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Comments

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Employers Worried About Critical Thinking Skills

fermion Re:Exactly who wants critical thinking skills? (479 comments)

Exactly. Employers want workers who can take direction. As an employee it is beneficial to be able to work around complex situations because this is what keeps us from being replaced by machines. It is not really a skill that the employers wants, or wants to pay for, but just a necessary skill for a worker who wants to keep their job.

This reminds me of writing. Employers have been complaining about writing for as long as I can remember, at least 30 years. Even in engineering school we were told that we had to learn to write. In high school we did have technical writing, but how much time was spent teaching accurate context free writing college? None, even though professors would tell us that employers were demanding the universities teach writing. Everyone says they want it, but not enough to pay for it. Those with critical thinking skills and writing skills will rise, and those that don't will muddle through and probably go into management.

yesterday
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An Algorithm to End the Lines for Ice at Burning Man

fermion Queue theory in an profit driven world (341 comments)

As mentioned before, this problem has largely been solved. The constraints are not just waiting time, and waiting time is often the least of anyone problems. The elevator waiting time problem can, for example, be solved more efficiently with mirrors than by building more elevators. Waiting for a telephone operator is solved more efficiently with estimating time for wait and music than adding operators. So the question becomes is the line a problem to be solved, or only an issue for the stressed out suits who visit.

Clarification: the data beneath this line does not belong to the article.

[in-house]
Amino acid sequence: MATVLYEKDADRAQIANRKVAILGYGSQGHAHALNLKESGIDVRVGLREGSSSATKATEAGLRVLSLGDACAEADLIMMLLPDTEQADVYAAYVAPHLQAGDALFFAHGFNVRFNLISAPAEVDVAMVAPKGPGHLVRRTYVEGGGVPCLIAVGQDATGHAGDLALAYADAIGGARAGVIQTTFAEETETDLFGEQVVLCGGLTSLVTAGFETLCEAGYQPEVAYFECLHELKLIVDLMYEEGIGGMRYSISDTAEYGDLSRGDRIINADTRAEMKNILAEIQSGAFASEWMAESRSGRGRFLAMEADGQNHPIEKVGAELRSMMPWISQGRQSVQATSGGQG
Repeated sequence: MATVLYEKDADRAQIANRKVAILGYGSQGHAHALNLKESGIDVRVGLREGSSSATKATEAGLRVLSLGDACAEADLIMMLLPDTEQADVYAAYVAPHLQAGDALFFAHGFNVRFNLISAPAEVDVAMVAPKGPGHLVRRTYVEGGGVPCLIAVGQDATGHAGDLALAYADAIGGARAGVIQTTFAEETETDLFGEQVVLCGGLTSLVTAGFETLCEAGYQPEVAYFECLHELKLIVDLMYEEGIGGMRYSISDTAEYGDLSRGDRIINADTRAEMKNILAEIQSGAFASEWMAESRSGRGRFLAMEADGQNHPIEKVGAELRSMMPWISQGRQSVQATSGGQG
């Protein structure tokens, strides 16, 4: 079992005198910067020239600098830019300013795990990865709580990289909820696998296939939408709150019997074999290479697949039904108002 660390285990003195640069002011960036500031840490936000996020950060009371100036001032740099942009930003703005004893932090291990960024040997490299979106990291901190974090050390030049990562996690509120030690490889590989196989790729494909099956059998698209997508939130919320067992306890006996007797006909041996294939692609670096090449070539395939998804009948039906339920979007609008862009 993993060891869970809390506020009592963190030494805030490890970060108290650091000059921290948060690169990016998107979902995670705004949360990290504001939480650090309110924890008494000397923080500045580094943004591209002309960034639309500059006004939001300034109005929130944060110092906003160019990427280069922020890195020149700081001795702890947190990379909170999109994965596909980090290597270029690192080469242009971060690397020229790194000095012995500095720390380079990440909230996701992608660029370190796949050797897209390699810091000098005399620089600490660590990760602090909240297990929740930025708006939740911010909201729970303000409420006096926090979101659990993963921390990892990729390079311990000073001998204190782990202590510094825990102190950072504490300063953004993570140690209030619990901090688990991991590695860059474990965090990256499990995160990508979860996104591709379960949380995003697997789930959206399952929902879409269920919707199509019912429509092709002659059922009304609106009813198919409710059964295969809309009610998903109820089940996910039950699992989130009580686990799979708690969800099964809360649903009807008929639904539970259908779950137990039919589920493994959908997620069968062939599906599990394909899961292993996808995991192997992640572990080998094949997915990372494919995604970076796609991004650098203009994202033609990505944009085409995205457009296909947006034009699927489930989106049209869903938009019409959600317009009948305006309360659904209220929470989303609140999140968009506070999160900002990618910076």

First, it is arguable that at a a place like burning man which is allegedly a social event, the act of waiting in line is not in fact part of the stated purpose. I mean, where else do you get an opportunity to meet random like minded people. It is why waiting in line at whole foods is not big deal. It is really party time. Only overly introverted judgmental people get all stressed over it. If one is laid back and enjoying the groove, who cares?

Likewise it is reasonable to ask whether profits would increase with more ice. The writeup postulates that there is a fixed costs to bringing in ice and that profit increases linearly for more ice sold. If this were true, then there would be more than three distribution points. So what is probably going on here is that paying people to drive and sell the ice would cost more than the profits to sell the ice if more trucks were brought in. Probably three trucks of ice is probably what is sold, and through most of the day the wait time is not an hour. Wait time would probably be reduced more by people choosing a different time to buy ice. It would probably be beneficial to track wait times during the day and see if it would be possible to even out the flow of people. If more ice is needed than is supplied, then add another truck and increase if necessary.

Finally we have the cute idea of the volunteer. In the case of price gouging the last thing one want is an untrusted person dealing with the product. You might as well ask the drug dealers to have volunteers distribute the H. The marginal cost of a bag of ice is minimal, but the bags must be sold to cover the costs. If the situation is as dire as the poster suggests, there would be a large incentive for the volunteer to steal ice. Maybe each volunteer works an hour, and then thinks they are entitled to a couple free bags of ice. At minimum wage, the firm is not making any bargains off the situation.

I know how these festivals go, and roughing it is hard, but that is why we were given granola, and way clavier is not suitable for every occasion.

4 days ago
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Tesla Teardown Reveals Driver-facing Electronics Built By iPhone 6 Suppliers

fermion Re:Too many discrite components (158 comments)

And each solder joint is a failure waiting to happen in the vibration rich atmosphere of a car.

I am not sure what the fascination over high component count. Does that mean all we have to do is make the next music player out of a million discrete 74xx IC and we will get a write up saying how good our product is?

This to me is beyond a small product run. It is a prototype designed over a weekend.

about a week ago
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The Correct Response To Photo Hack Victim-Blamers

fermion Re:Straw Man (622 comments)